“You see this here,” pointing to the rear fender. “These are hand-flared. They’re a little rough, but that’s the way it was.”
You can get your OVC Mustang with the solid axle or the aforementioned independent rear. Duane Carling is the man behind the development work of the car’s IRS. It’s a magnificent-looking piece of engineering we saw a couple of weeks before the track day. As the story goes, back in ’65 the team was almost finished developing the IRS car when Shelby pulled resources away to the Daytona Coupe and GT40 projects. The suspension was put on a shelf and forgotten about. It was eventually carted off to longtime Ford racing partner Holman Moody with other assets after Ford ended the Shelby Mustang program in 1969 and later sold to a private owner. Carling tracked down the gentleman who had it and sent him a letter inquiring about it. Miraculously, he shipped what he had out to Carling, who used it to form the basis of the IRS on the car we’re ripping around in at Streets.
Morton and I pull in, and it’s Pilgrim’s turn to take the Revology GT350 out. Mustangs like this are a rare thing for him to drive, and he hadn’t been in a car quite like it since his days running Pontiac Trans Ams in the mid ’90s. “On track with a solid rear-axle car, you don’t so much dial in a turn with the steering wheel until you’re done with a corner.” Pilgrim says. “It’s more start a chain reaction with a slight amount of steering wheel turn, and then you see where you end up. Fun stuff!”
“It’s more start a chain reaction with a slight amount of steering wheel turn, and then you see where you end up. Fun stuff!”
It took a minute for Pilgrim to get used to the grabby, non-ABS brakes (being far less experienced with such brakes, I would later lock them up coming into Turn 2), and he would have liked a little less power in the hydraulic steering (Revology says that’s doable), but he found the car pulls surprisingly hard to more than 7,000 rpm and sounds great with its Borla track exhaust, the Coyote making mighty thawwwwwacck racket at full chat. He also dug the six-speed. (Automatic is also available.) “The modern Mustang GT six-speed gearbox has a traditional-style gearshift lever and a solid industrial shift action,” he notes. “Forget the current slick Miata and Civic shifts, this is old school.”
Revology indeed makes them to be old-school cool, but new-school chic. Scarpello freely admits the 1966 GT350 recreation Pilgrim and I are delighting in around Streets isn’t a purebred track car, but it more than holds its own on the circuit after some hardcore lapping. It also has plenty of power for its 3,225 pounds, as much power to weight as a Ferrari F430 according to Scarpello. Starting at $189,000, this car and the rest of the Revology Mustang lineup are built using as many off-the-shelf parts as possible, some of which are (gasp!) sourced from General Motors. “The No. 1 goal is to have a car that you can drive every day with all the amenities,” Scarpello says. “It’s like a modern car, and it’s really cool that it looks like something it isn’t.” Scarpello is busy stacking his team with mainstream auto industry veterans like himself. As a low-volume manufacturer as defined by the Fixing America’s Surface Transportation Act of 2015, Revology has the ability to build and sell brand-new licensed reproduction classic Mustangs as long as the engines are emissions certified. The company can also sell rolling chassis replicas under existing state laws or resto mod an original Mustang to Revology spec. At present it takes about six months to build a car to order, but they’re looking to get that time down as they ramp up production.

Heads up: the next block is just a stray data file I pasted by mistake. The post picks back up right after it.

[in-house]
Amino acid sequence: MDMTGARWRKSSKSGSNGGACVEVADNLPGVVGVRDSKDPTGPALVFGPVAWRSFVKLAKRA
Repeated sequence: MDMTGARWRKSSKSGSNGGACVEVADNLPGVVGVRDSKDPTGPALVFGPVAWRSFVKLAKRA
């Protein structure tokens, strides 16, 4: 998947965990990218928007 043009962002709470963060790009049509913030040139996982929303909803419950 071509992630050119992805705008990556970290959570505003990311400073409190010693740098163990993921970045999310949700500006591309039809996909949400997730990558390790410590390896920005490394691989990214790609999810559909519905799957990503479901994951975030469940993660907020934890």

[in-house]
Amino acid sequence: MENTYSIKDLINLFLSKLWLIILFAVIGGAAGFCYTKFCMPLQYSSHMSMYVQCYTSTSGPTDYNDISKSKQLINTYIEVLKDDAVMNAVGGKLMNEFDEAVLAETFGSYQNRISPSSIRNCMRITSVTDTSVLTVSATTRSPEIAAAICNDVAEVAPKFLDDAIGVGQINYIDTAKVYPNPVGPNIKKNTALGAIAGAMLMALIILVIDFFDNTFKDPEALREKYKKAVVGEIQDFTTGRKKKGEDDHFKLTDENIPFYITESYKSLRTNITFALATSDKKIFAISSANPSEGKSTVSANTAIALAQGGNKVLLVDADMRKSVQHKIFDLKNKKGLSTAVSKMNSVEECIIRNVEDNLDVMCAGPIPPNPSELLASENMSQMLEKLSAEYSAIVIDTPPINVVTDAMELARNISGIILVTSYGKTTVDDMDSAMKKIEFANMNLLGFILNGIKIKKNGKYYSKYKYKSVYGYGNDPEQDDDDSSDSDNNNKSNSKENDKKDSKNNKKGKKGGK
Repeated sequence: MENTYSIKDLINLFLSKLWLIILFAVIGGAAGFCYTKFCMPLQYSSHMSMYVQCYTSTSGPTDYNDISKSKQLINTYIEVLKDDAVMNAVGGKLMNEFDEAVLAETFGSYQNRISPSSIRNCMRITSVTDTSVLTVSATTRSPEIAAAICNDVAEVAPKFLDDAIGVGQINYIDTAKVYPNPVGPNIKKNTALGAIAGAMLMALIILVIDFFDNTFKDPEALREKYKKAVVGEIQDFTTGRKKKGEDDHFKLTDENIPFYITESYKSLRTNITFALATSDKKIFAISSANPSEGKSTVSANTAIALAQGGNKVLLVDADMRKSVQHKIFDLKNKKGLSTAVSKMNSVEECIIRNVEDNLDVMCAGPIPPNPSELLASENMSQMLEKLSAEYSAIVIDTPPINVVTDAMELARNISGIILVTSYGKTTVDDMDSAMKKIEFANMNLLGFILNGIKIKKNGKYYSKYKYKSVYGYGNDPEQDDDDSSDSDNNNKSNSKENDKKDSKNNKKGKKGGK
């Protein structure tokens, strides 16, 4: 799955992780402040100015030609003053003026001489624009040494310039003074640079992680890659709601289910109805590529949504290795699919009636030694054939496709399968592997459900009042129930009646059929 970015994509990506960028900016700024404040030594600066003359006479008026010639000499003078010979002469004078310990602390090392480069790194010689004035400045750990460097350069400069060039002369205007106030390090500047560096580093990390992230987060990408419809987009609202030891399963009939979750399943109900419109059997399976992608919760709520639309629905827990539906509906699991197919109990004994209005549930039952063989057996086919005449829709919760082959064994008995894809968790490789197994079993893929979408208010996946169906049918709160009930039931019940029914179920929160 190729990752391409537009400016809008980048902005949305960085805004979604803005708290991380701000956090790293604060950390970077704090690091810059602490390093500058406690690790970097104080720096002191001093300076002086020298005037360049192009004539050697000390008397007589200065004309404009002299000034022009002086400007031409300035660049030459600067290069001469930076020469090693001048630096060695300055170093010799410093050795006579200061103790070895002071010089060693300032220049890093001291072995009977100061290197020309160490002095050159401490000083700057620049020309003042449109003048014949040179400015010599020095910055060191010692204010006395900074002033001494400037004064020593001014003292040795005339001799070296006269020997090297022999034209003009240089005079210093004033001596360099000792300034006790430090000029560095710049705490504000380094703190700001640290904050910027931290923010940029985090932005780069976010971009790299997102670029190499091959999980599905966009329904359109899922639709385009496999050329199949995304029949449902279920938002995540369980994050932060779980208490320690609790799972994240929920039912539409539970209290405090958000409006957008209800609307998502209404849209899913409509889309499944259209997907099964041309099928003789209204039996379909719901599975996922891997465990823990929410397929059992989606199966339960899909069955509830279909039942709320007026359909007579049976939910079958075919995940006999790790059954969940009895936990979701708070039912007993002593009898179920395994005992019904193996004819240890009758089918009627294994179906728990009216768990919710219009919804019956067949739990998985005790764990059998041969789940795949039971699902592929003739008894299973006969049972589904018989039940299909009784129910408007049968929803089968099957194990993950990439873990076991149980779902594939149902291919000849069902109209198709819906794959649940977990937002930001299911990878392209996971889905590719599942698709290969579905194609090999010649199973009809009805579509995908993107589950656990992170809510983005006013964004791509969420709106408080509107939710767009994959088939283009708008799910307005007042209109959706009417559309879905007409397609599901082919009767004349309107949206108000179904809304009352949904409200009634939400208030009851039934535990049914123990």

Back out on the track, Pilgrim and I take turns jumping in and out of each car, relishing each lap. The OVC GT350R proves to be anything but a fussy museum piece. Each one has a VIN from the donor car, so they are also certified as street legal. But given its heavy, nonpower-steering and race-car setup, the track is where this Mustang should gallop.
“Driving around Streets is quite the workout,” Pilgrim admits. “I was determined to win the battle of wills with this very capable, 2,780-pound animal.
“Once familiar with the handling, I started really working the independent rear suspension, making full use of the sticky vintage race rubber, body roll, pitch, and very willing motor. It was at this point I really started to appreciate it. The fun factor was off the scale.”
Exactly. To be able to uncork the GT350R’s guttural V-8 roar, work its notchy four-speed, push on its massive brakes, feel the heat, and inhale the gas and rubber fumes, was fun beyond measure. And Revology’s mixology of time-machine looks, new model details and craftsmanship, and its fast and fun nature out on the track proved every bit as enthralling.
When we weren’t in the cars, we gathered around the sheetmetal campfire, swapping stories and learning about the OVC and Revology teams. It was one of those days you never want to end. And as I waved goodbye to Marietta and Carling while they loaded 98i onto the trailer, the sun sunk low on the horizon over the desert expanse of Big Willow just like it did in 1965, when John Morton blew by at 160 mph